Transforms module

The Fourier and other transforms.

Contents

Classes

template<typename T>
class dip::DFT
An object that encapsulates the Discrete Fourier Transform (DFT).

Functions

auto dip::GetOptimalDFTSize(size_t size0) -> size_t
Returns a size equal or larger to size0 that is efficient for our DFT implementation.
void dip::FourierTransform(dip::Image const& in, dip::Image& out, dip::StringSet const& options = {}, dip::BooleanArray process = {})
Computes the forward and inverse Fourier Transform
auto dip::OptimalFourierTransformSize(dip::uint size) -> dip::uint
Returns the next higher multiple of {2, 3, 5}. The largest value that can be returned is 2125764000 (smaller than 231-1, the largest possible value of an int on most platforms).
void dip::RieszTransform(dip::Image const& in, dip::Image& out, dip::String const& inRepresentation = S::SPATIAL, dip::String const& outRepresentation = S::SPATIAL, dip::BooleanArray process = {})
Computes the Riesz transform of a scalar image.
void dip::StationaryWaveletTransform(dip::Image const& in, dip::Image& out, dip::uint nLevels = 4, dip::StringArray const& boundaryCondition = {}, dip::BooleanArray const& process = {})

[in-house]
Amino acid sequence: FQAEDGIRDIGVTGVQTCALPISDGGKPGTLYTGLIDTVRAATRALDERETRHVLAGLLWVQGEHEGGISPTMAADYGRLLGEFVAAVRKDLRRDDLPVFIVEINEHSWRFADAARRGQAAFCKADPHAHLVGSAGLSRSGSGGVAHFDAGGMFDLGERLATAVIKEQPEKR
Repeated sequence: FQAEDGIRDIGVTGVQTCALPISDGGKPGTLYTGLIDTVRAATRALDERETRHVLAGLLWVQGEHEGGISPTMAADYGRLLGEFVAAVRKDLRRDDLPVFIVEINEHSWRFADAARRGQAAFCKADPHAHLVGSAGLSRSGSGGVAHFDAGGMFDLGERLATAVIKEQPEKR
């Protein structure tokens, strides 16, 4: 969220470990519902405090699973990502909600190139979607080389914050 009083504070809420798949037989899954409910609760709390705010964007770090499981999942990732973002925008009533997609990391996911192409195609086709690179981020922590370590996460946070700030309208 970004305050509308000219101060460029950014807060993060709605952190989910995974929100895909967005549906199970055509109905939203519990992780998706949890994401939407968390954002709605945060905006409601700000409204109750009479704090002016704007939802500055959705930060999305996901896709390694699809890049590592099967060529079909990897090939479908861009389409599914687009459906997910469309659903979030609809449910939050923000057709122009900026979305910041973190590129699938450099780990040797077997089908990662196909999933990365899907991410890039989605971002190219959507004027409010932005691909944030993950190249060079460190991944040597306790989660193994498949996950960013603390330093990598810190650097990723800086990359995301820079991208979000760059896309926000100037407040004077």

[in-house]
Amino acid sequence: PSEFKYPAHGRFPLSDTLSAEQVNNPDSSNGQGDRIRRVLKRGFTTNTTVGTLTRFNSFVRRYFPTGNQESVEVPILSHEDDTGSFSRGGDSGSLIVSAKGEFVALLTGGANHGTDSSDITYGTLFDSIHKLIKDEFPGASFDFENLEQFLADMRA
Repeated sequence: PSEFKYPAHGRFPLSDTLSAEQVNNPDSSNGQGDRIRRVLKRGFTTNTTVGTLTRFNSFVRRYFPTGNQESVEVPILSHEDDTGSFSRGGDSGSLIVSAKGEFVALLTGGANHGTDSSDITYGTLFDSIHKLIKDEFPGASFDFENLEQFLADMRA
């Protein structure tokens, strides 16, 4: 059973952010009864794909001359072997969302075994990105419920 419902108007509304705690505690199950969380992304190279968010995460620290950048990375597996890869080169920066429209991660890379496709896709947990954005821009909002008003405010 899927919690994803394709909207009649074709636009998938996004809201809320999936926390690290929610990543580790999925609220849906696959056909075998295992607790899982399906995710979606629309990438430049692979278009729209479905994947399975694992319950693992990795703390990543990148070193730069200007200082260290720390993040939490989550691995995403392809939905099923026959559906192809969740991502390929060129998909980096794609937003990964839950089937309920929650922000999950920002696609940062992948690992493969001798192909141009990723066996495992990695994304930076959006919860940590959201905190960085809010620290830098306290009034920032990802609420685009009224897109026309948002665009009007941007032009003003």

Computes a stationary wavelet transform (also called à-trous wavelet decomposition).

Variables

size_t const dip::maximumDFTSize constexpr
The largest size supported by the DFT (both the internal code and FFTW use int for sizes).

Function documentation

size_t dip::GetOptimalDFTSize(size_t size0)

Returns a size equal or larger to size0 that is efficient for our DFT implementation.

Returns 0 if size0 is too large for our DFT implementation.

Prefer to use dip::OptimalFourierTransformSize in your applications, it will throw an error if the transform size is too large.

void dip::FourierTransform(dip::Image const& in, dip::Image& out, dip::StringSet const& options = {}, dip::BooleanArray process = {})

Computes the forward and inverse Fourier Transform

The Fourier transform as implemented here places the origin (frequency 0) in the middle of the image. If the image has N pixels along a dimension, then the origin will be at pixel N/2 along that dimension, where N/2 is the integer division, and hence truncates the result for odd values of N. For example, an image of 256 pixels wide will have the origin at pixel 128 (right of the center), whereas an image of 255 pixels will have the origin at pixel 127 (dead in the middle). The same is true for the spatial domain, which is only obvious when computing the Fourier transform of a convolution kernel.